There is growing evidence that the fluctuations in a system may convey critical information about the health of the system. Developments in nonlinear science have provided new insights on the dynamics of many different systems, such as ecological systems and climate. Nonlinear systems have the potential for a much wider range of dynamic behavior than simple linear systems, including multiple states and dramatic transitions between them in response to exogenous forces. We propose to test whether the mathematical analysis tools focused on characterization of underlying nonlinear behavior can provide new metrics for evaluating the human pulmonary circulation. If successful, this may provide biomarkers for the early detection and classification of disease, and a framework for developing new methods of evaluation. This proposal brings together 1) our novel noninvasive magnetic resonance imaging technique using arterial spin labeling that allows measurement of fluctuations in the spatial distribution of pulmonary blood flow and 2) mathematical tools for assessing underlying nonlinear mechanisms in time series data based on nonlinear forecasting developed by our collaborator Dr. Sugihara. Dr. Sugihara has previously shown that nonlinear control of heart rate of pre-term infants increased with maturation, and was lost in brain death suggesting that nonlinear control is a critical feature of a healthy human cardiovascular system. Nonlinear forecasting yields a set of metrics that provide information on the type of nonlinear interactions, the number of interacting factors involved, and even the strength of interactions between factors. We propose to test the feasibility of this new approach for evaluating the pulmonary circulation in healthy human subjects and those with a known abnormality of the pulmonary circulation-previous sufferers of high altitude pulmonary edema (HAPE). In HAPE a previously healthy individual, develops a florid pulmonary edema at altitude. HAPE may be fatal, but HAPE patients rapidly regain normal function with decent and treatment. We will lay a foundation for future clinical applications, answering three basic questions: Are the new metrics reproducible? What are the effects of noise and artifact. Do they change in specific ways in response to physiological stressors? Do they distinguish healthy subjects from those susceptible to HAPE? We will test the hypothesis that the healthy human pulmonary circulation exhibits patterns of behavior consistent with nonlinear control mechanisms and that this behavior is altered in a reproducible way by physiological challenges and in HAPE susceptible subjects. Our team is composed of experts from MR imaging, Nonlinear Forecasting, Pulmonary Vascular Disease, and Physiology who will collaborate on this proposal. Relevance: Successful completion of this project will provide a high reward: a foundation for an entirely new means of evaluating pulmonary vascular disease. Since pulmonary vascular disease is largely silent until it is advanced, ultimately this work may lead to a new screening tool for high-risk patient populations, or a new way of identifying populations for targeted therapies.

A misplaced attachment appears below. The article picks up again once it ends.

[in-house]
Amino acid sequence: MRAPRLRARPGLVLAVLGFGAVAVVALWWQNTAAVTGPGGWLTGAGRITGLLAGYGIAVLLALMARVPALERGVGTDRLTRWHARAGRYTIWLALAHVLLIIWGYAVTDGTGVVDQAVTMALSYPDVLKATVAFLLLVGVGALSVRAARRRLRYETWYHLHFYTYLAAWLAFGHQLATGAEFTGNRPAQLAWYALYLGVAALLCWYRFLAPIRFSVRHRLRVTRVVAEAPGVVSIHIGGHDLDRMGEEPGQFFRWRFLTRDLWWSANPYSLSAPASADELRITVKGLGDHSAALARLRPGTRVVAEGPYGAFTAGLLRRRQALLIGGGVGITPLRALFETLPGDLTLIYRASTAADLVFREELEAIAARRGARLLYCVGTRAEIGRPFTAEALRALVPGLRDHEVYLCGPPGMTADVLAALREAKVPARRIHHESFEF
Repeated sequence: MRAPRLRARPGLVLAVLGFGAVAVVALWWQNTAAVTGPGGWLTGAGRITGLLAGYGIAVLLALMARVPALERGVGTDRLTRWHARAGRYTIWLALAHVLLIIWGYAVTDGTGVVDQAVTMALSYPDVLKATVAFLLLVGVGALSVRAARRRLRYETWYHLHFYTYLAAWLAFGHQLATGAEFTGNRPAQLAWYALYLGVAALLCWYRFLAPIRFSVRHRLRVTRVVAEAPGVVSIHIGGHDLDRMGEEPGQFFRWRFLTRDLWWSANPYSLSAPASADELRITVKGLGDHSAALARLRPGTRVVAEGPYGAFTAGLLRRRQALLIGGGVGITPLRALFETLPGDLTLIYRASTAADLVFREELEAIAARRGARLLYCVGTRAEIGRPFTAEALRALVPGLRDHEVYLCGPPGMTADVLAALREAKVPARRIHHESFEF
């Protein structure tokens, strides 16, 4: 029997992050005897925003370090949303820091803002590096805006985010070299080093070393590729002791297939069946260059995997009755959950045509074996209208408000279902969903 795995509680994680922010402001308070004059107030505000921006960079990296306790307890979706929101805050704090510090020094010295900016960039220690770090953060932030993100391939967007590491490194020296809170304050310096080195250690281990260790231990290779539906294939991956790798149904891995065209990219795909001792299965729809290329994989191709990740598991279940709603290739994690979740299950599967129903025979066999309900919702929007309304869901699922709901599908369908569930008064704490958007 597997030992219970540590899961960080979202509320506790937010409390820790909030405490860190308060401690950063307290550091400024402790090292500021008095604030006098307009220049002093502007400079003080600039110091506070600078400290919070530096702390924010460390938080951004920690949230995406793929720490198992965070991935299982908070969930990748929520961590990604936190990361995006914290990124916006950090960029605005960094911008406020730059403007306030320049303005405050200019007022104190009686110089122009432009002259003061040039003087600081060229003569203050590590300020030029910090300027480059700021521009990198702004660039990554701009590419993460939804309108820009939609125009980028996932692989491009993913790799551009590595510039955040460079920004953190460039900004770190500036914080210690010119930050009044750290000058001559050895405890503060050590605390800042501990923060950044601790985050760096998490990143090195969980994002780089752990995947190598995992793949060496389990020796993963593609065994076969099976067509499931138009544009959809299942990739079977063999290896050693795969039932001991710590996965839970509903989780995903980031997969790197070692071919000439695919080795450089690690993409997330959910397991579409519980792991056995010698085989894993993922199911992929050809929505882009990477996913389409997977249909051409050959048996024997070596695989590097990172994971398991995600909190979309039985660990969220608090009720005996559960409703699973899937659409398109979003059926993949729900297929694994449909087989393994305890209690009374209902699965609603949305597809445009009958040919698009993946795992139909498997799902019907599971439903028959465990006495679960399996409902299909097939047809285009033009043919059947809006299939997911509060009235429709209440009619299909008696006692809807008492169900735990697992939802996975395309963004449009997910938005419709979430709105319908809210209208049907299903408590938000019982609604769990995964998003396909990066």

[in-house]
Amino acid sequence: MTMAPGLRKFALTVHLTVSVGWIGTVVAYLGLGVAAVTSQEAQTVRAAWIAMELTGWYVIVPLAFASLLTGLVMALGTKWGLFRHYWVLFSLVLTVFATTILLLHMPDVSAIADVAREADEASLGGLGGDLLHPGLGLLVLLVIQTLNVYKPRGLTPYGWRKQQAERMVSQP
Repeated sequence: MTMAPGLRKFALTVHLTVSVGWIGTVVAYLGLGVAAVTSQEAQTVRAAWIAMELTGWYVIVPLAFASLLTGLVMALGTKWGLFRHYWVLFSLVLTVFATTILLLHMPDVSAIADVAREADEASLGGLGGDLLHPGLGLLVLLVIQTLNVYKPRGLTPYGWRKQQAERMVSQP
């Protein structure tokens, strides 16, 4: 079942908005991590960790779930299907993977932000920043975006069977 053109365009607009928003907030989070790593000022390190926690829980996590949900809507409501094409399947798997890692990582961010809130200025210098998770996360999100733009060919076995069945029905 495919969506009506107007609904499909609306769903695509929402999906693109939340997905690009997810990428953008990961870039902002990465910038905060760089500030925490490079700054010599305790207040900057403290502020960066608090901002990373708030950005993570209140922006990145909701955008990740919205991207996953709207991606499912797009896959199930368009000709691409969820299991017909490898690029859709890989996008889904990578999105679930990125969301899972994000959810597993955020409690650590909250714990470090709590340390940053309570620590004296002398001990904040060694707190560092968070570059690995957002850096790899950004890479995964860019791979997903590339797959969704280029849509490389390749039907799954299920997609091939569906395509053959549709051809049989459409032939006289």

This proposal uses novel magnetic resonance imaging of fluctuations in pulmonary blood flow combined with mathematical analysis (nonlinear forecasting), to provide new metrics for evaluating the pulmonary circulation, evaluating reproducibility, changes with physiological stimuli and in an example of disease.
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